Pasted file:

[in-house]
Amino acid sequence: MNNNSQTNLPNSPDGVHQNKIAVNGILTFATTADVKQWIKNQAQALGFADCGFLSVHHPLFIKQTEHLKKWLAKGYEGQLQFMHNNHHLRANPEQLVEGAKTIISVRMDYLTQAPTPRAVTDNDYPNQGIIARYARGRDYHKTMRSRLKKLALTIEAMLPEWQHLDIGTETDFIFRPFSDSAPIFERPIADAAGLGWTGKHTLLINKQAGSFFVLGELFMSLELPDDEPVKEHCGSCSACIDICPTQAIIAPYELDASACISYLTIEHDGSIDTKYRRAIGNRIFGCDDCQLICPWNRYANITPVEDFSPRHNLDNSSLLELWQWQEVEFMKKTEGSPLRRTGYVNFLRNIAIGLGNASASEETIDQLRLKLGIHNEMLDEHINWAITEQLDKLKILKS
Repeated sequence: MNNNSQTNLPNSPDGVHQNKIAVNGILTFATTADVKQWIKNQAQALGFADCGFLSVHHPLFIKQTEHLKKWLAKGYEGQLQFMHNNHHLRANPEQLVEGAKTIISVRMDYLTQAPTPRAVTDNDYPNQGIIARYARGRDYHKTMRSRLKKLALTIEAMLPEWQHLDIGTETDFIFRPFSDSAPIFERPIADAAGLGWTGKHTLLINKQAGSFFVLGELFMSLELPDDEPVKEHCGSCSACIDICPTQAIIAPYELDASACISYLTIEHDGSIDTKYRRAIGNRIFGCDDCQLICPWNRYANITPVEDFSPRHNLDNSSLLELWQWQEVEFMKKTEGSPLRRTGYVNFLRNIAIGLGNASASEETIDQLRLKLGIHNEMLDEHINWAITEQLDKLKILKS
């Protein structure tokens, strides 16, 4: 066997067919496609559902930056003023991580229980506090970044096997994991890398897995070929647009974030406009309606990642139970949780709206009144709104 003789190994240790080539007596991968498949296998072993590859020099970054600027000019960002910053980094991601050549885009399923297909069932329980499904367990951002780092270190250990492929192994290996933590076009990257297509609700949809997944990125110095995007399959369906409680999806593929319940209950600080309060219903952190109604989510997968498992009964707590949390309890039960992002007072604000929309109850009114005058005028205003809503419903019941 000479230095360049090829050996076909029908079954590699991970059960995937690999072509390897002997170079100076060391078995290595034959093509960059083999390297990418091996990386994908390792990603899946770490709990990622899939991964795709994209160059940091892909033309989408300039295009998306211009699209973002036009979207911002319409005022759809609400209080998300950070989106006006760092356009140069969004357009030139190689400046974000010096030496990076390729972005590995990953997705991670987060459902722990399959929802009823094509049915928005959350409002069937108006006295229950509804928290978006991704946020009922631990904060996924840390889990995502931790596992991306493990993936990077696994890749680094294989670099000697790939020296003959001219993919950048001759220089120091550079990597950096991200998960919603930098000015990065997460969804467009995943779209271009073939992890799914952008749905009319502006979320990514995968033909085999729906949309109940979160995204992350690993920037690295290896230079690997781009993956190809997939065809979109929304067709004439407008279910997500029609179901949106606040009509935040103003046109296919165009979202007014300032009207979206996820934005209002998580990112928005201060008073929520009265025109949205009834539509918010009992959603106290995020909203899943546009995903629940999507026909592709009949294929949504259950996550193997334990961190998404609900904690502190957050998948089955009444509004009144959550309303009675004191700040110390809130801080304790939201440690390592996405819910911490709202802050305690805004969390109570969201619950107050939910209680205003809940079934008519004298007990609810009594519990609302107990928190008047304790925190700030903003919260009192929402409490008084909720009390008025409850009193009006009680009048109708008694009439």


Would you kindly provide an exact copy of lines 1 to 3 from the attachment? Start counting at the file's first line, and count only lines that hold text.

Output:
[in-house]
Amino acid sequence: MNNNSQTNLPNSPDGVHQNKIAVNGILTFATTADVKQWIKNQAQALGFADCGFLSVHHPLFIKQTEHLKKWLAKGYEGQLQFMHNNHHLRANPEQLVEGAKTIISVRMDYLTQAPTPRAVTDNDYPNQGIIARYARGRDYHKTMRSRLKKLALTIEAMLPEWQHLDIGTETDFIFRPFSDSAPIFERPIADAAGLGWTGKHTLLINKQAGSFFVLGELFMSLELPDDEPVKEHCGSCSACIDICPTQAIIAPYELDASACISYLTIEHDGSIDTKYRRAIGNRIFGCDDCQLICPWNRYANITPVEDFSPRHNLDNSSLLELWQWQEVEFMKKTEGSPLRRTGYVNFLRNIAIGLGNASASEETIDQLRLKLGIHNEMLDEHINWAITEQLDKLKILKS
Repeated sequence: MNNNSQTNLPNSPDGVHQNKIAVNGILTFATTADVKQWIKNQAQALGFADCGFLSVHHPLFIKQTEHLKKWLAKGYEGQLQFMHNNHHLRANPEQLVEGAKTIISVRMDYLTQAPTPRAVTDNDYPNQGIIARYARGRDYHKTMRSRLKKLALTIEAMLPEWQHLDIGTETDFIFRPFSDSAPIFERPIADAAGLGWTGKHTLLINKQAGSFFVLGELFMSLELPDDEPVKEHCGSCSACIDICPTQAIIAPYELDASACISYLTIEHDGSIDTKYRRAIGNRIFGCDDCQLICPWNRYANITPVEDFSPRHNLDNSSLLELWQWQEVEFMKKTEGSPLRRTGYVNFLRNIAIGLGNASASEETIDQLRLKLGIHNEMLDEHINWAITEQLDKLKILKS